Screenshot via Los Alamos National Laboratory/Youtube
Nearly a year after U.S. Space Command somewhat randomly confirmed that scientists had correctly identified the first known interstellar object to land on our planet, mysterious difficulties are still preventing the release of information about the government hoarding and suppressing data related to the extrasolar visitation.In 2019, Harvard researchers Amar Siraj and Avi Loeb posted a preprint study about their apparent discovery that an interstellar meteor had landed near Papua New Guinea in 2014. This was, in retrospect, the first known object from another star to enter our solar system. (A different interstellar object, ‘Oumuamua—a quarter-mile wide object credibly held to possibly be a piece of alien technology—was spotted in 2017.) The researchers, though, were stymied in their attempts to confirm the discovery, because relevant data had been collected by Department of Defense sensors used to track nuclear explosions and was therefore classified.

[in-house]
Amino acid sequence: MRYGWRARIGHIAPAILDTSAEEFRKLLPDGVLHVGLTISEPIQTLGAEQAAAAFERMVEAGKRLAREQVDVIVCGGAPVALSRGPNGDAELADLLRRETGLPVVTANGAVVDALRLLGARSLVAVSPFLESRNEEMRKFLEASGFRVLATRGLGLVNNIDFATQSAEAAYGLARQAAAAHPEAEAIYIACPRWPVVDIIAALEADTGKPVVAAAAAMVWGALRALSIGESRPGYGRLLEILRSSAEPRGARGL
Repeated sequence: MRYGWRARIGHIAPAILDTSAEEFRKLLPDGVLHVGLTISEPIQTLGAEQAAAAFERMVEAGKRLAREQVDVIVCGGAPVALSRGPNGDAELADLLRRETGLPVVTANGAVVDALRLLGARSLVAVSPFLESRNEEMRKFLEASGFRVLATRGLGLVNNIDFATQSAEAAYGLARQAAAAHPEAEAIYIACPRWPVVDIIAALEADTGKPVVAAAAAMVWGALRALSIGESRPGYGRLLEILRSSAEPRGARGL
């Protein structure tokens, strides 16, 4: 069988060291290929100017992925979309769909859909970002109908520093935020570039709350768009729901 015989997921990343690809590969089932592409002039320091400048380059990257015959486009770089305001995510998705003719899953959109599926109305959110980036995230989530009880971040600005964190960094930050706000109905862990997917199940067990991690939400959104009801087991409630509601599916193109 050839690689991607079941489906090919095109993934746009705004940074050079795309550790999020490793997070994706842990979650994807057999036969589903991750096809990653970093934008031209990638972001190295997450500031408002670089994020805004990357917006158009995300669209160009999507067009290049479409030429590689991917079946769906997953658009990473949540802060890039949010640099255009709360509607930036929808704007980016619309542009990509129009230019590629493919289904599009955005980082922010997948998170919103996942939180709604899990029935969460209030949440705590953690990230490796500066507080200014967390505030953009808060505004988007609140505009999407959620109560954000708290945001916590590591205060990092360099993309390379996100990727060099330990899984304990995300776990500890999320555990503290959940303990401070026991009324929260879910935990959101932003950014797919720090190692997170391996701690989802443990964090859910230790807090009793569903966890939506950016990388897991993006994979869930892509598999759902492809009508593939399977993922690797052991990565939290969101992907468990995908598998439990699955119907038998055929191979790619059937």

Last year, after a variety of bureaucratic delays, Space Command issued a memo stating that John Mozer, its chief scientist, had used DoD data to confirm that the researchers were correct about the meteor’s origin. This still, though, left open the question of whether the government had for years suppressed information about this momentous discovery, and if so, why.Seeking insight, Motherboard filed requests under the Freedom of Information Act with different federal agencies. One of those was filed with the Department of Energy in April 2022, and sought emails from two scientists at Los Alamos National Laboratory, which among other things designs nuclear weapons, mentioning the terms asteroid, meteor, or debris. We requested expedited processing given the public’s interest in learning why the government isn’t sharing data about alien bodies transiting our solar system. Several days later, the DoE informed Motherboard that the request had been forwarded to the National Nuclear Security Administration, and several days after that, a government information specialist informed us that we had not demonstrated compelling need for expedited processing. Two months after that, a different correspondent informed us that the request was processing, and three months after that, she gave us an estimated completion date of November 2022. In November, that date was moved to December; in December, we were told the estimated completion date could not be met because the request had been sent back to Los Alamos for “additional information.”It is currently March 2023, and Motherboard is not in possession of records from Los Alamos scientists mentioning asteroids, meteors, or debris. In January, we were told “the issue is with the program office.” This week, we were told there is no estimated completion date and that “there have been a few difficulties that the NNSA’s Los Alamos Field Office (NA-LA) and/or Lab will have to work out.”What those difficulties are remains unknown, as do the contents of any emails from a defined time period in which two specific Los Alamos scientists discuss asteroids, meteors, or debris. The possibility remains open, however, that the records, which probably aren’t particularly startling, will be released to the public in time for the July premiere of Oppenheimer, Christopher Nolan’s new biopic about the most famous Los Alamos scientist of all.Despite what appears to be a bipartisan consensus that sluggish responses to FOIA requests render the vital transparency law nigh-useless, as well as the occasional lawsuit, no one in a position of authority seems to be particularly inclined to do anything about it.